A few years ago, all it took to break my iPhone 4 was a casual spin in my office chair. Just like that and it was on the ground, where it lay with a cracked screen.
Not just kind of cracked, but very cracked. Hardly usable.
So I booked an Apple Store appointment for the coming weekend. It was the first phone I'd broken, and I felt pretty stupid about it. When I got to the Apple Store for the appointment, I was straight up about what happened.
It was on my desk.
I turned in a chair, which knocked the phone to the ground.
The phone screen cracked tremendously. I'm a dummy. Story over.
The Apple Store representative listened intently. He then asked if I'd backed up the phone before coming to the store. I had. He asked that I wait for a few moments, and he disappeared into the back of the store. When he returned, he had a brand new iPhone 4 for me, free of charge. "Here you go." He took my broken phone and that was that. What?!
That was my "mulligan."
You may have experienced this phenomenon yourself, albeit likely not lately. The "mulligan" policy was Apple's way of "surprising and delighting" customers. You broke your fancy new phone? Here's your one freebie get out of jail free card, care of Apple. The next time it'll cost ya.
Speaking with multiple Apple retail employees who've been with the company for several years, Tech Insider confirmed this policy: Apple used to give the vast majority of iPhone buyers one free fix or replacement. Not so much anymore, though. "It's been stricter to not give away for free since the iPhone 5. Since they implemented AppleCare+ actually," one employee told us.
Apple did not respond to a request for comment.
AppleCare+ is Apple's paid insurance program: pay $100 and get a deal on a couple "accidents." Like, say, turning too quickly in a swivel chair and knocking your phone off a desk? Rather than paying the cost of a new iPhone or a screen replacement, you pay between $80 and $100 for Apple to solve the issue (that's another $80 or $100 after you've paid the initial $100 for AppleCare+). It's easy to read greed into this scenario, where Apple stopped offering free phone replacements due to a paid insurance program. But it's not quite so simple.
"People pay for a reduced price on damage, so giving stuff for free became more unfair for people who pay for added insurance," the same employee said.
And that's right. Charging for a repair and replacement service while also arbitrarily giving out free repairs and replacements is a risky business, one that leaves no one happy.
But here's the rub: Some Apple Store employees, and not necessarily just management, are able to override repair and replacement costs. Though Apple Store employees are no longer given the blank check they previously had to "surprise and delight" iPhone customers, they still have the ability to override costs for any number of reasons without requiring management approval.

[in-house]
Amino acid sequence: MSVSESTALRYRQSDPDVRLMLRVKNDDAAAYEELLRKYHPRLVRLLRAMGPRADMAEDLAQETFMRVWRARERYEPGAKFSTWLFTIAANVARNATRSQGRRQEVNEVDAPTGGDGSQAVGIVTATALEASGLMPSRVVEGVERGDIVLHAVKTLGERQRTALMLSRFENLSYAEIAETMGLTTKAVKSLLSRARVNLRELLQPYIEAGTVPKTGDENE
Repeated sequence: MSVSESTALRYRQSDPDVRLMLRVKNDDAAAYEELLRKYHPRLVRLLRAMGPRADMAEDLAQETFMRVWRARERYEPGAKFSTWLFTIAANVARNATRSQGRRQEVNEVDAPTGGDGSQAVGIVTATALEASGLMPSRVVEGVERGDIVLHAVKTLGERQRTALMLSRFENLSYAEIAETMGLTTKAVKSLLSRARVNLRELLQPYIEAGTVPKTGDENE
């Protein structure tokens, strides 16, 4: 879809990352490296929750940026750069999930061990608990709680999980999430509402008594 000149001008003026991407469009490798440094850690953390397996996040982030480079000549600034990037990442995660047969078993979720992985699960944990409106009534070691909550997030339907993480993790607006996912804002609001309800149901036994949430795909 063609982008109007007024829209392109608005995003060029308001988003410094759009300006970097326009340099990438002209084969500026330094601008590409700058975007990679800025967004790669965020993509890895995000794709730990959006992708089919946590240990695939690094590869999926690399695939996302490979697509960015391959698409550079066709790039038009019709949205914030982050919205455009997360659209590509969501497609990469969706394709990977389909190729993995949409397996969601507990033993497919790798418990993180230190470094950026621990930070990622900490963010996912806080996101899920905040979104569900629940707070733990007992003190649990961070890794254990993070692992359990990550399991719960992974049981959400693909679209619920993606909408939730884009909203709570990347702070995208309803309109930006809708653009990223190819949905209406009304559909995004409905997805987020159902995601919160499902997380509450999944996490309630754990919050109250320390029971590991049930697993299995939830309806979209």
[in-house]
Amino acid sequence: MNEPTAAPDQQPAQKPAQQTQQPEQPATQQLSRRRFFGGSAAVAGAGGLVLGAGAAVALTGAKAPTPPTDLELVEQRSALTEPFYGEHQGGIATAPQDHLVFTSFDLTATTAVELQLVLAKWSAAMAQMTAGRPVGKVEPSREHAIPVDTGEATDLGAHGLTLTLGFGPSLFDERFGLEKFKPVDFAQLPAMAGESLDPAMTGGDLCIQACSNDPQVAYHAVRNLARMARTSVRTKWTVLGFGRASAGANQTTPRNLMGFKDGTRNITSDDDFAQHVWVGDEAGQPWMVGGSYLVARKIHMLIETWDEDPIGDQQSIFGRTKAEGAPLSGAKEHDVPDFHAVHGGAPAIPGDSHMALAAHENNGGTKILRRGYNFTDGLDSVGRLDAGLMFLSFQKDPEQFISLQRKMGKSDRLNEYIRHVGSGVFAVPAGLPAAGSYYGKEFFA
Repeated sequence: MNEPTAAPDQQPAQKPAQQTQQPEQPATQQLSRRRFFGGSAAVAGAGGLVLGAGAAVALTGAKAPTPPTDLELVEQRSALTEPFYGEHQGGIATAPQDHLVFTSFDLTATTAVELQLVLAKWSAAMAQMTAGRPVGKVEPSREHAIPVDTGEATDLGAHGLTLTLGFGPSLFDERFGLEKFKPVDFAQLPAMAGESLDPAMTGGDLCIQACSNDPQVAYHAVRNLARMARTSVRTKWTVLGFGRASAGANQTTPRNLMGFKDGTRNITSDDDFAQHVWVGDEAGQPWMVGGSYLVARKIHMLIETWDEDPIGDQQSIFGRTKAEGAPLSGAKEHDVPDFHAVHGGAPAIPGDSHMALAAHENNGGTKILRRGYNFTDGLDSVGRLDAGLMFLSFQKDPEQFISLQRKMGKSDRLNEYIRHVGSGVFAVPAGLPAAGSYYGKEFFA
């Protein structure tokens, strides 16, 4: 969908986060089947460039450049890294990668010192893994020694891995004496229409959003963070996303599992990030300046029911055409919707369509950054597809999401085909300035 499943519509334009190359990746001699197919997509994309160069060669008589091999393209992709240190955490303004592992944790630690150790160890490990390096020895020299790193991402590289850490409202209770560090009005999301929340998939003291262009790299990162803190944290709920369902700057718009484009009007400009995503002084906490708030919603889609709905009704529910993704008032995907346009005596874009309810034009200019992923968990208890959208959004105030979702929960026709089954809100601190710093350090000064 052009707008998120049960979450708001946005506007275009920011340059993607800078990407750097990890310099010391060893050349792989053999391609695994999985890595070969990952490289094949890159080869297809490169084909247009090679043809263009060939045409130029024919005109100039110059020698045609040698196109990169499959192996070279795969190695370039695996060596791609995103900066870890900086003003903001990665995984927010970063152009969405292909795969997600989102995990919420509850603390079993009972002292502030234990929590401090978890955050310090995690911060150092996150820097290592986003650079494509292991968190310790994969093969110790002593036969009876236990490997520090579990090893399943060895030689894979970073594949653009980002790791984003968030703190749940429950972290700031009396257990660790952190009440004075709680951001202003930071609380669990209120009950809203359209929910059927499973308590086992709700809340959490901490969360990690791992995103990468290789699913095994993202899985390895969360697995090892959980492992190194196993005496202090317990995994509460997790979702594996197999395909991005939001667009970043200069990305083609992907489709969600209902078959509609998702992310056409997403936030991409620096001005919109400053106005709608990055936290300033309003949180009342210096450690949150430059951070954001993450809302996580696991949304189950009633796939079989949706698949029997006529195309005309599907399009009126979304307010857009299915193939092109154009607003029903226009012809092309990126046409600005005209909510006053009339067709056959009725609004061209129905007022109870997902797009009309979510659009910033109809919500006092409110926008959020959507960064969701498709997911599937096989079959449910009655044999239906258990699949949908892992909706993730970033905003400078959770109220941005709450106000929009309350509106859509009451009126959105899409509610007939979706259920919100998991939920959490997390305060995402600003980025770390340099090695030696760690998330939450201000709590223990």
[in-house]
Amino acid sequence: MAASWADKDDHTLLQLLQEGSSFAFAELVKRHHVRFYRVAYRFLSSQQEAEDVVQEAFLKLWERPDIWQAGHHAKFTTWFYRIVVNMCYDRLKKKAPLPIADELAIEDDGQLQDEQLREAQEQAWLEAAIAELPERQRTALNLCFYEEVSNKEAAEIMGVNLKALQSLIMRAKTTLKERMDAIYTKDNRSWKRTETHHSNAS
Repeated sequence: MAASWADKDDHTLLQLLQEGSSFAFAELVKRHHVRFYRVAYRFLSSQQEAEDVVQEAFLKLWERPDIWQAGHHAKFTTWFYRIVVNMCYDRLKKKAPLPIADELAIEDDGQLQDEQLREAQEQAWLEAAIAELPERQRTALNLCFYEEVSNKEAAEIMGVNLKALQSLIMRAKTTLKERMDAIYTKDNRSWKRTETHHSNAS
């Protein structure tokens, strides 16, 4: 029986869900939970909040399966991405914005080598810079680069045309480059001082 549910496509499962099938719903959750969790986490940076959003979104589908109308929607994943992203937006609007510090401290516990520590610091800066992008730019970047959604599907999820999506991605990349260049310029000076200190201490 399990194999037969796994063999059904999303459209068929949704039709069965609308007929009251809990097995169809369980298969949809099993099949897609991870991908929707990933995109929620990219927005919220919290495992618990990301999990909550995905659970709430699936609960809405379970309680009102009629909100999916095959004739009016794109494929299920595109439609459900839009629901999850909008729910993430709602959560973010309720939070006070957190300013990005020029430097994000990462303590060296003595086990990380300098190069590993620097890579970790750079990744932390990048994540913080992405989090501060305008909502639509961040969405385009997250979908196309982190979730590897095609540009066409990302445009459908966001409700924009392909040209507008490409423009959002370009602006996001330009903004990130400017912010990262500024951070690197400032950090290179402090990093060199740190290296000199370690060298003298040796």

So if you broke your iPhone in the past few years and Apple repaired or replaced it for free, congratulations! You're the exception. And to think, just a few short years ago that was the standard for first-timers.
It's likely the policy is going to evolve again very soon. Apple just introduced a new payment plan for the iPhone that both undercuts phone service providers (Verizon, AT&T, etc.) and comes with AppleCare+ included. Expect Apple to get further and further away from offering a free fix or replacement as AppleCare+ becomes more widely adopted among the massive iPhone user base. When both grandpa and little Suzie have AppleCare+ built into how they buy their phones, maybe they'll be delighted and surprised when a repair or replacement costs under $100.
That is a pretty low price to fix a futuristic pocket computer, no?
Apple's official policy on iPhone breaks is spelled out clearly in a single sentence on the AppleCare+ product page: "Every iPhone comes with one year of hardware repair coverage through its limited warranty and up to 90 days of complimentary support." That doesn't cover accidental breaks (like mine), only defects and any other issues that aren't caused by, say, a rogue swivel chair. We asked Apple for an official statement on the previous "mulligan" policy, but haven't heard back as of publishing.